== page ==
It’s not a surprise that when local governments invest in infrastructure – roads, utilities, and services – it increases the potential for economic development. What’s less well-documented is how local government investment in e-government infrastructure and services impact economic development.
In a paper for the Small Business Administration, Major L. Clark, III and Radwan N. Saade argue that the small business community is an engine of economic growth and job creation. In it they write, “If the United States is to continue to grow and expand, and if innovation is at the heart of this new horizon, then small businesses that are more innovative, in a head to head competition with large businesses, must be given the mantle to lead our nation to its next level of prosperity.”
E-government services can help reduce the amount of friction it takes to start a business and provide existing businesses with more tools to thrive. By focusing on e-government service and infrastructure improvements, local governments can stimulate economic development.
Smarter business decisions with better data
The research phase of starting a small business is one of the most important steps. To be successful, businesses need to be smart about choosing a location, establishing whether or not there’s a market, and estimating business costs. Miscalculating any of these can result in a disastrous starting place for a new business.
The City of Las Cruces, New Mexico is looking to attract new companies to the city and promote the growth of existing businesses with a free online tool designed to help them make smarter decisions through data analysis. The tool is called SizeUp for Local Business Intelligence, and it provides businesses data on revenues, salaries, health insurance costs, supplier locations, and other cost-of-business data to help them make a decision. In partnering with SizeUp and suppling data specific to Las Cruces, the City hopes to give equal access to data to businesses, regardless of their size.
It’s just one tool in the City’s “Economic Gardening” program, which includes resources like traffic flow maps, property records, and overviews of demographics and the City’s labor force.
Removing bureaucratic roadblocks to starting businesses
When just starting out, many new small businesses struggle with issues of compliance, licensing, and taxes. Existing government websites are often confusing and hard to follow, and business owners find themselves in a cumbersome process in order to get their business off the ground.
New Jersey is making the process of starting a business easier with their enhanced online and mobile-friendly Business Formation Services feature. Features like real-time access to filed documents make it easier for a business to establish its presence quickly, removing one of the initial roadblocks that many businesses face. Providing digital services like these make it easier than ever for small businesses to start up – and to start contributing to the economic health of cities.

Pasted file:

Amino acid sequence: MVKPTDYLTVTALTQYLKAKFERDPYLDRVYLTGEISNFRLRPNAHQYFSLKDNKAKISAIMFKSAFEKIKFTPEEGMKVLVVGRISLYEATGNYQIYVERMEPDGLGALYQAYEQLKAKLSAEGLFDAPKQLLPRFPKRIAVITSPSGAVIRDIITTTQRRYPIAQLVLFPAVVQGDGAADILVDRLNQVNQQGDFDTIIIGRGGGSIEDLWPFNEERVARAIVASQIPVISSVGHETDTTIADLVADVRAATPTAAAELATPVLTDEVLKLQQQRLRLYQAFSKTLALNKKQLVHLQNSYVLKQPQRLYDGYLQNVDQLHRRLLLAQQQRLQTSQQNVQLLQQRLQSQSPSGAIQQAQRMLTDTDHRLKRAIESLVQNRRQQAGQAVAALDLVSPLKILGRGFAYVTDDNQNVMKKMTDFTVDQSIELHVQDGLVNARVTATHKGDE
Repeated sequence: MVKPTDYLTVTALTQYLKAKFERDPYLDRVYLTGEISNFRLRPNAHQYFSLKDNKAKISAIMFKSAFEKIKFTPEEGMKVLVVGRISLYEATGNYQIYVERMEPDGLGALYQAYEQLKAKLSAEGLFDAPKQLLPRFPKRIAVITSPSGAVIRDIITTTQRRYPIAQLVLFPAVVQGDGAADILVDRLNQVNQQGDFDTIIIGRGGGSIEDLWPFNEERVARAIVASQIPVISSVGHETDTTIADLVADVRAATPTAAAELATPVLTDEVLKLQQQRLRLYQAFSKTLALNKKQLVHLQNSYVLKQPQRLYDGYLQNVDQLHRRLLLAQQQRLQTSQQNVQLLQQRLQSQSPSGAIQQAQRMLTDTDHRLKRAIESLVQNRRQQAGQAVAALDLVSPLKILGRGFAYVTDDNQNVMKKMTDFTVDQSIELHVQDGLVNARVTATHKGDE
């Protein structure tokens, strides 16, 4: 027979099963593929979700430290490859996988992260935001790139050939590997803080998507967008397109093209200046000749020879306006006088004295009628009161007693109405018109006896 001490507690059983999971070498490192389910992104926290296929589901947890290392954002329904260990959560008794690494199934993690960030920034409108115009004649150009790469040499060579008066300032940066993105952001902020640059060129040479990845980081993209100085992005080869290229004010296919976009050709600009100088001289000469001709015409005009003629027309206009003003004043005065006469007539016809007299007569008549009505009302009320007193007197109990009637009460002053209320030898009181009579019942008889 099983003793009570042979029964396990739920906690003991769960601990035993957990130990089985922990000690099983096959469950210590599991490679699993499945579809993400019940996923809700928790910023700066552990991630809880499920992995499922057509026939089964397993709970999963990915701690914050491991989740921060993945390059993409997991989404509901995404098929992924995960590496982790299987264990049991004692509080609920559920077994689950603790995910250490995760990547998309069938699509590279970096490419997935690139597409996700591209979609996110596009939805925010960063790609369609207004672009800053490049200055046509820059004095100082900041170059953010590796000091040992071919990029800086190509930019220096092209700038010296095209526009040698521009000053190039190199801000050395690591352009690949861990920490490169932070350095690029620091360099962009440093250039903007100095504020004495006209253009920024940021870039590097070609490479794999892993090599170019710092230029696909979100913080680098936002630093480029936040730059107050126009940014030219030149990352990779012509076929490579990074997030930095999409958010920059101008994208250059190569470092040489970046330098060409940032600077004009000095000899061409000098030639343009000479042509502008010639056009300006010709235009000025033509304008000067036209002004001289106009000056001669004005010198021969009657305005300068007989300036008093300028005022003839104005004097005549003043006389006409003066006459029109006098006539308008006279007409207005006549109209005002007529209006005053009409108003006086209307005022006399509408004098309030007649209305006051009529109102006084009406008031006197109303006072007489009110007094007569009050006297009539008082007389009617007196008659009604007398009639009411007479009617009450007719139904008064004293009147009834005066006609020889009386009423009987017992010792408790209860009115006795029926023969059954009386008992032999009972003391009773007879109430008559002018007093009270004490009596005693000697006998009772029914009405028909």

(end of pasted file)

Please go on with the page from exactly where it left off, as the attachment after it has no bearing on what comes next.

Leveling the playing field with better infrastructure
Making smarter business decisions and more easily navigating licensing processes helps businesses get off the ground, but business owners also need modern-day tools like high-speed Internet access in order to thrive. Low income neighborhoods in particular – which could see the biggest benefits in economic growth – are often lacking in high-tech infrastructure improvements that would give their businesses a competitive edge.
With the rise of social media, many local businesses are finding that having an online presence is crucial to their marketing. Jennifer Novak, co-owner of Cider Belly Donuts in downtown Albany, New York told Digital Communities that every time she posts to social media she see sales go up 10 to 25% that day. That’s why Albany mayor Kathy Sheehan is planning to expand broadband Internet access throughout the city – particularly in lower income neighborhoods that could use the economic boost.
In Chicago, the City is using sensor and video monitoring to equalize services for both businesses and residents. Where poorer neighborhoods have at times been more reluctant to call and report broken streetlights or leaking fire hydrants, using sensors to track city infrastructure systems can catch problems without having to rely on the community to report it. This is helped to level the playing field in Chicago, ensuring the businesses in all neighborhoods have the same access.
Connected cities mean more thriving businesses
When potential and existing business owners have the proper tools they need to start and grow their businesses, they become powerful tools to help grow municipal economies. Beyond increased tax revenue and new job creation, small business owners are often also connected into the community in ways that spur community development and safety.
If you’d like to see how GovPilot can help you move services and processes into digital, get in touch with us today to schedule a demo.